You will also get familiar with SAR and optical data pre-processing using batch processing in SNAP and its command-line implementation (GPT) as well as using existing R scripts.
16 December 2020 - Exercise 2: Urban mapping using Sentinel-1
As the world is facing a large increase in population, reliable information on urban areas is required to assist and help in the decision-making process. Different methods can be used to gather this information, but satellite earth observation offers a suitable approach based on the coverage and type of data that are provided.
Optical data, such as Sentinel-2 or Landsat are ideal for urban monitoring, but they are limited by cloud cover. In some areas of the world the cloud cover is so persistent that we barely get few semi-cloudless images per year. SAR sensors such as Sentinel-1 are not affected by cloud cover and can be therefore used to overcome this limitation. They however require significantly different processing then optical data. In this exercise, we will use the Sentinel-1 SLC derived coherence to delineate the built-up areas. These areas usually exhibit high coherence values compared to vegetation and other natural surfaces.
17 December 2020 - Exercise 3: Land Subsidence
Land subsidence monitoring is very important for urban areas which are susceptible to ground instabilities for both local and regional scale.
The reasons for this phenomenon can be related to either anthropogenic activities (e.g. excess groundwater pumping, subterranean mining processes, rapid urbanisation) or natural-geological ones (e.g. hydrocompaction in low density soils, liquefaction, crustal deformation).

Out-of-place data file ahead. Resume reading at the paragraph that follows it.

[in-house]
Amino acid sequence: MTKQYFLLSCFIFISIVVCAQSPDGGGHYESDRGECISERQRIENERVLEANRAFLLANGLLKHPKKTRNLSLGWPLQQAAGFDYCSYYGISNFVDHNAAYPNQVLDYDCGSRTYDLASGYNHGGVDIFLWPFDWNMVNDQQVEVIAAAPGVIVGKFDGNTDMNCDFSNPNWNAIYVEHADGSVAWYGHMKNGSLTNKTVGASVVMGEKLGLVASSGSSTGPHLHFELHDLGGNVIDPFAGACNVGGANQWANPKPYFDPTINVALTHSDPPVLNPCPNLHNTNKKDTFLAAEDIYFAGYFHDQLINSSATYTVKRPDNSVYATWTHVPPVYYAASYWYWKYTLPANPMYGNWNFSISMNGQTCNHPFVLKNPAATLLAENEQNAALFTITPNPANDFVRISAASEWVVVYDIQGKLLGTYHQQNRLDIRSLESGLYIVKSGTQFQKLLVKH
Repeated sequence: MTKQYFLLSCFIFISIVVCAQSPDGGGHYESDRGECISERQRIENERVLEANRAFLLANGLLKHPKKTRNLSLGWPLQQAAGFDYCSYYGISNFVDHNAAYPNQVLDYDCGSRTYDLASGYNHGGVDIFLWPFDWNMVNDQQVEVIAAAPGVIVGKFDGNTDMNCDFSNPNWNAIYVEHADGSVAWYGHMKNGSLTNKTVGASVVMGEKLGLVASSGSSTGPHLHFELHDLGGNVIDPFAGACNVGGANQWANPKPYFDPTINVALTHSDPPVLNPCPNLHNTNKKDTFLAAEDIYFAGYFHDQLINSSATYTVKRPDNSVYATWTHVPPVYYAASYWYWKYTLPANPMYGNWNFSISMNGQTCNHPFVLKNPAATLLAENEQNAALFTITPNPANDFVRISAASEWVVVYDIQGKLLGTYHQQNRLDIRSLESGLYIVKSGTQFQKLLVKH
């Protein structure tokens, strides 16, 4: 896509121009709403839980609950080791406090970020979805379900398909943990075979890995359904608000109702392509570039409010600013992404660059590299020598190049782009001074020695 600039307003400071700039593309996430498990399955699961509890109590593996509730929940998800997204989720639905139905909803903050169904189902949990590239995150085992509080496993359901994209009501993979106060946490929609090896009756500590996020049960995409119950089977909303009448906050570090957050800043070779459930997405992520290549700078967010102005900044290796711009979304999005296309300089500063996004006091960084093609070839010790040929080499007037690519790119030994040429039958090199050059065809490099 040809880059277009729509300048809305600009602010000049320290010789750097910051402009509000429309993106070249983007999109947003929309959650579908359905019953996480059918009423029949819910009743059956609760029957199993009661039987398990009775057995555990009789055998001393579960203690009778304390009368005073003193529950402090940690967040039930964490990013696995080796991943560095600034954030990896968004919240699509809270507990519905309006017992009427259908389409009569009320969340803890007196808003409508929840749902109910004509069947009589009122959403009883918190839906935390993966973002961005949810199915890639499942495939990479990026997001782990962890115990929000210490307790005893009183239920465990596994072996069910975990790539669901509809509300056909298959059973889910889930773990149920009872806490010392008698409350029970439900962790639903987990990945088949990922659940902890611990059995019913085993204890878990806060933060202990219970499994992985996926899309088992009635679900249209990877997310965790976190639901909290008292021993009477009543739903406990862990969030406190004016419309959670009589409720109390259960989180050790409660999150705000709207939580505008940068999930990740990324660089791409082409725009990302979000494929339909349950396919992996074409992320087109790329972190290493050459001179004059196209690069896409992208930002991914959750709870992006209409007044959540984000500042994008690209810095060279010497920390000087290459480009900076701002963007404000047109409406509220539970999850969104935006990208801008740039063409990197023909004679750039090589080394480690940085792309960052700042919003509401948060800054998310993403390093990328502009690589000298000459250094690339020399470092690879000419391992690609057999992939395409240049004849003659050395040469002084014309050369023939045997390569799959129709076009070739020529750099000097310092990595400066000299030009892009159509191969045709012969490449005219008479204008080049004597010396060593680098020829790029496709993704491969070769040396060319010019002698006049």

In this demonstration will use the SAR interferometry (InSAR) technique to identify and map land subsidence over Mexico City.
InSAR is an effective method that allows monitoring of ground displacement over large areas, giving insight into the spatial distribution of the subsidence rates. Land subsidence in Mexico City, which is caused by groundwater over-exploitation, is estimated to be more than 9 meters over the last century, resulting in damages to buildings, streets, sidewalks, sewers, storm water drains and other infrastructure. Previous studies of InSAR using ERS data, showed a maximum subsidence rate larger than 30 cm/year in some parts of the city.
Since the city is partially built on the area of a former lake (Lago Texcoco) and it rests on the heavily saturated clay, it is collapsing due to the over-extraction of groundwater. Current subsidence rates using Sentinel-1 SAR data are around 2.5 cm/month.
Attendance to the training course is free of charge.
Participation, Audience & Selection
Space is limited to 24 Participants. Participants will be selected by the local organizers on the basis of the questionnaire filled in at application with preference to students of: Remote Sensing, GIScience, Geographic Engineering, Geography, Environmental Engineering and similar fields.
Venue & Room
Monday 14th of December 2020 - Friday 18th of December 2020
Application opening - closing
Application is closed